This is why we decided as soon as he turned two, we would put him in preschool. We asked ourselves what is he going to enjoy more? Being with a sitter twice a week or running errands with me (he crawled into the dryer at Sears last week)–or in a structured, safe environment where he can learn and play with other kids? The answer is obvious. Of course I had the usual mom guilt–for about 3 seconds.

Today is his first day and I think he is as thrilled as we are. The director has been sending me pictures and text updates, “Emmett is doing fabulous. He sat through circle time beautifully, he ate ALL his oatmeal and is loving yard play with his new friends.”

I, too, am doing fabulous. I’m sitting across the street from his preschool catching up on my life, writing, and breathing a big sigh of relief. The boy is happy and safe. And I’m free. In another 2 hours I’ll be ready to grab him back and kiss those curls. Until then, his new friends and teachers can.

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A Must-Read Car Safety Tip For Every Parent

Sunday, January 26th, 2014

You hope it never happens to you–but if God forbid you or whoever is driving your kids were in a car accident, rescue workers wouldn’t know how to identify the children. Adults at least have driver’s licenses, etc. Even if your babies were conscious, a toddler probably wouldn’t know her home address, phone number, etc.

A mom wrote a blog post about putting a sticker on your kids’ car seats that gives basic information. (For some reason, her blog URL won’t come up now.) Basically she said to put your child’s name, birth date, parents’ names, number, pediatrician’s number, and emergency contact information on it. If you have an older child who doesn’t have a car seat but is still too young to have an identification card, put the sticker somewhere obvious in your car.

There is a site–The Ohio Insurance Institute–who made the sticker shown above (called the TIKE emergency info car seat sticker) for people to print out. It’s on their website, along with the following explanation for why they made this sticker:

“In 1995 a six-month-old boy was involved in a head-on traffic collision while riding with a relative. The driver was left unconscious and the boy suffered a life-threatening head injury that required immediate surgery. Police did not know the child’s identity and were only able to trace his parents because an address book was located in the wreckage. Valuable time was lost due to this delay. The boy was airlifted to a nearby hospital for emergency brain surgery.  He has since fully recovered. This sticker is to be placed on the bottom of your child’s car seat to assist emergency personnel in identifying your child should an accident occur which disables the adults in your vehicle.”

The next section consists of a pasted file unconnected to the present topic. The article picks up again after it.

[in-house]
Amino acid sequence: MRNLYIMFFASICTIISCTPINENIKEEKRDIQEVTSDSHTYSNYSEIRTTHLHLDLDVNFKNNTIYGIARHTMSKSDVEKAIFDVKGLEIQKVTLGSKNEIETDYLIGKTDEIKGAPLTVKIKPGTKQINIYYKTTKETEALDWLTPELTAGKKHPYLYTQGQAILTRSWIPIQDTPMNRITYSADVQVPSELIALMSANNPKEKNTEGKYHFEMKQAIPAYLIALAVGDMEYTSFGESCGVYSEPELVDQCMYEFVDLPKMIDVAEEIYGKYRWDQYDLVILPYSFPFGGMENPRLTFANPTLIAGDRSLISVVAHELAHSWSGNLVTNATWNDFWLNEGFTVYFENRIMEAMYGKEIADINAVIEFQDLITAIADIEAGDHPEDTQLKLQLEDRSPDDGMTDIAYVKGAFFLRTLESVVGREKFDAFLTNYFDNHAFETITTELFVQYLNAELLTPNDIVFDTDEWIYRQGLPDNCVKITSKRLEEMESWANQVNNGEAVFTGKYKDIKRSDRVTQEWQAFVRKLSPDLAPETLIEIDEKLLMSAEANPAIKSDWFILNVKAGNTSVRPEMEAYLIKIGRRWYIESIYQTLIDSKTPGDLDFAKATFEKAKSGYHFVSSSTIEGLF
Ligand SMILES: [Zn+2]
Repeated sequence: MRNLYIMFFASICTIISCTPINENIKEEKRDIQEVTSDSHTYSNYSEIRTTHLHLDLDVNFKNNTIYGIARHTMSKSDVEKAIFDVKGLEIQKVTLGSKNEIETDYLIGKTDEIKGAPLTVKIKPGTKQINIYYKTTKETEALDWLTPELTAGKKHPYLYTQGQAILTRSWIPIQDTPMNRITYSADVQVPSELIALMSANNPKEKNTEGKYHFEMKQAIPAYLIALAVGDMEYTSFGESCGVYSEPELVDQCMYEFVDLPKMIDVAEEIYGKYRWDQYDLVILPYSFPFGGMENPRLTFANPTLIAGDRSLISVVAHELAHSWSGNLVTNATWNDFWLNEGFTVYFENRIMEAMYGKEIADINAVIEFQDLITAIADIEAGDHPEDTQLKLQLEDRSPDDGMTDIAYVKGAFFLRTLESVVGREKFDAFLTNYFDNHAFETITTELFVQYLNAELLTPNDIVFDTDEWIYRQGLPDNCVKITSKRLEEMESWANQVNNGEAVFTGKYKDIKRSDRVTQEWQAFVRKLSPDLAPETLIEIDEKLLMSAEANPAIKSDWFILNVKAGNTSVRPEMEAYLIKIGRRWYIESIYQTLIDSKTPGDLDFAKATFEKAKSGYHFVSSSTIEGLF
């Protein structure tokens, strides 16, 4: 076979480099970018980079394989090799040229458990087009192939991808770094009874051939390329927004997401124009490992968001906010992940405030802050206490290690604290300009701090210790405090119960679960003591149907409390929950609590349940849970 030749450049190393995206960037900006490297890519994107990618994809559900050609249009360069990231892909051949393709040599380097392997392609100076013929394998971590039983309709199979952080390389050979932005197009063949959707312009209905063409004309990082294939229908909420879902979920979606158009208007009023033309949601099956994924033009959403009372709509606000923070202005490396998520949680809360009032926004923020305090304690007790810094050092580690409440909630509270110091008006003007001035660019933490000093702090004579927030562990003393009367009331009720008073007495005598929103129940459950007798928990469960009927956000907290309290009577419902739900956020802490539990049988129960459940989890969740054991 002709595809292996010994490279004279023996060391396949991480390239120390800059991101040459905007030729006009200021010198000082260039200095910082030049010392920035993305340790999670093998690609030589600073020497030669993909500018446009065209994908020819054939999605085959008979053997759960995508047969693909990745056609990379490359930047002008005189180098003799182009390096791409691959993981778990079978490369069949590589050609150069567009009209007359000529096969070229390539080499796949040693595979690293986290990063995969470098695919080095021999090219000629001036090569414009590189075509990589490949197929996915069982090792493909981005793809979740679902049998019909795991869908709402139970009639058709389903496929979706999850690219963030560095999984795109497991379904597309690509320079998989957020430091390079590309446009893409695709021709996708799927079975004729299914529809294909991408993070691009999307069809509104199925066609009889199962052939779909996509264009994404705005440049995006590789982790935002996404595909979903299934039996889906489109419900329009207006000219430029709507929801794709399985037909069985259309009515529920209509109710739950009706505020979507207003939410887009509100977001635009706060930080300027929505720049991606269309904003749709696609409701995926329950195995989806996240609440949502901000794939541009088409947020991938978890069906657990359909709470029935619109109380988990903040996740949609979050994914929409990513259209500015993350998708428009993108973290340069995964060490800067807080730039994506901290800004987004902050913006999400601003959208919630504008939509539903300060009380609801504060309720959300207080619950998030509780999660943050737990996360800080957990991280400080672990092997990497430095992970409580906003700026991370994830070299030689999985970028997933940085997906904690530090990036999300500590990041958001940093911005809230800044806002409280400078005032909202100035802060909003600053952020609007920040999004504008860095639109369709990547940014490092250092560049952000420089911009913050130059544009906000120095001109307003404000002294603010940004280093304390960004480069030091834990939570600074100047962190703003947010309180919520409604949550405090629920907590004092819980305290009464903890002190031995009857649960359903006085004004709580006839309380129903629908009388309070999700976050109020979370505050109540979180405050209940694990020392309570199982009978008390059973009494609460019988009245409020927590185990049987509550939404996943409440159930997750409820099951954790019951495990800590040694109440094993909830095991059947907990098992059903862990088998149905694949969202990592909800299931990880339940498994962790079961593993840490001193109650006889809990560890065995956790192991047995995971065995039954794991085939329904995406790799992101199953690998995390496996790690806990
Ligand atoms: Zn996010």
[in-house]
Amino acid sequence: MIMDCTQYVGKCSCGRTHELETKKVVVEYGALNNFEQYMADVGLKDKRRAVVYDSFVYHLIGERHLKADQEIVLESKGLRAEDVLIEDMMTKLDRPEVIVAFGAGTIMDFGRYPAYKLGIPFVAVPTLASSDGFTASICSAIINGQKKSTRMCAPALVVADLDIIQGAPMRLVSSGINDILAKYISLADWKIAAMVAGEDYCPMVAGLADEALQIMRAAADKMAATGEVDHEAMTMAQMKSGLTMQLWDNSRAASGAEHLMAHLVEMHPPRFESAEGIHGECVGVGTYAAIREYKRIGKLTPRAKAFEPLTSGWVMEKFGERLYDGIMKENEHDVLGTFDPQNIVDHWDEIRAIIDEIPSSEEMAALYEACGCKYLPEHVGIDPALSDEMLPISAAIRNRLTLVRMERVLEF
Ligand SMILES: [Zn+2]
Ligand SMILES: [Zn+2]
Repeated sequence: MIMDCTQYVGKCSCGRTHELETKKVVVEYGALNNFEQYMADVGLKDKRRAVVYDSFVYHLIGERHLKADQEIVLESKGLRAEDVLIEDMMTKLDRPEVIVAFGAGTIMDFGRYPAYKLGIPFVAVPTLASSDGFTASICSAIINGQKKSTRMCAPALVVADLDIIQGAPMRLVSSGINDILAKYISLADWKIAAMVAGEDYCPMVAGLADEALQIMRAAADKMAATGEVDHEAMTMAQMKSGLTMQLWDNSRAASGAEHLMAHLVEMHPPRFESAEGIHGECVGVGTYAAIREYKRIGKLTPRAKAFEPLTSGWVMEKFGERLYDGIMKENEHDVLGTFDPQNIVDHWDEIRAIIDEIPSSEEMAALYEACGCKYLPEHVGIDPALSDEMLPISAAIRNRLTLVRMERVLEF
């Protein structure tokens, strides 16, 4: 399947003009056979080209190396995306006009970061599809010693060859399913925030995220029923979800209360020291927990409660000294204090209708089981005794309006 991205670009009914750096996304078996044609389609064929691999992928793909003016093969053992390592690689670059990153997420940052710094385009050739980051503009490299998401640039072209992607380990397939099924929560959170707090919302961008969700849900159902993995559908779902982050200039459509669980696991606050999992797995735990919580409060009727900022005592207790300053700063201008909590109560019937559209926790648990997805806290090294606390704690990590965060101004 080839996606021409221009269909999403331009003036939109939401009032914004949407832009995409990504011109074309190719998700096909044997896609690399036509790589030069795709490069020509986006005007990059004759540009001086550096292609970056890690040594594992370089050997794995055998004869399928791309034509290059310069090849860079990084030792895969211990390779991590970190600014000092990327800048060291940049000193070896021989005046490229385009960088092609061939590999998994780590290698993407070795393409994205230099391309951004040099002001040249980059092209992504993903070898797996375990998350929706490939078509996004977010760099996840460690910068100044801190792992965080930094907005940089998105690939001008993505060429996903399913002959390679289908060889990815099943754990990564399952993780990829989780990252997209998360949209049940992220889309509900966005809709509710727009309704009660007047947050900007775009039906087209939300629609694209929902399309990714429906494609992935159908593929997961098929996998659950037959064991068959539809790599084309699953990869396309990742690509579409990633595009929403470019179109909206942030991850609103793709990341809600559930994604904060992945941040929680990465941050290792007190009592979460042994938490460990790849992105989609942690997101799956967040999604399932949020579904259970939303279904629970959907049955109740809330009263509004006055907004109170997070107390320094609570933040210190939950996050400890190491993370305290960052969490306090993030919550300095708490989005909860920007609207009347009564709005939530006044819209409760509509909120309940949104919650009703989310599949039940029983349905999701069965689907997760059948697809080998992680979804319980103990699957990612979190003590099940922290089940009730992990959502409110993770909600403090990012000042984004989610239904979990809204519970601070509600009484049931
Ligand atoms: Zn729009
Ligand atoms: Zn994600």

It’s such a no-brainer to do this. One of those things where I think, Why didn’t I think of that? Anyway, pass this tip along.


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Toddler Question: How Do You Birth A Baby?

Wednesday, January 8th, 2014

My good friend Courtney is pregnant. When I was pregnant with Emmett, Fia was only 2 years old, so she didn’t really “get” what it all meant. In fact, the first time Fia came to the hospital and saw Emmett, she looked like she had been hit by a bus. Bewildered would be an understatement.

Now she’s 4 and can actually grasp the concept (perhaps too much) that her best friend Teddy is going to have a sister. The other night we were lying in bed. Here’s how the conversation went:

“Mom, how did the baby get in Courtney’s belly?”

“Well, Courtney and Brian and God (threw that in on the fly) made the baby,” I said.

“Mom, I know that,” Fia replied indignantly. “I mean, how did the baby actually get IN the belly?”

“Um, well, it’s hard to explain,” I stammered.

“Why is it hard to explain?” she persisted.

“It just is,” I said, hoping to change the subject.

“Well then how does the baby get out?”

Oh dear. My brain was being taxed on this one.

“Courtney pushes it out of her belly,” I said matter-of-factly. Then held my breath.

“She pushes it out???” Fia says quizzically. “Where does it come out?”

“Of her stomach,” I replied, knowing this conversation wasn’t getting any easier.

“But there isn’t a hole in her stomach!! Silly Mama,” she says.

At this point baby was put in a corner. As was I.

I had the choice to make something up–like the baby comes out of her bellybutton–or, try harder to change the subject, or explain all about Courtney’s vagina. The latter of which frankly felt a little weird.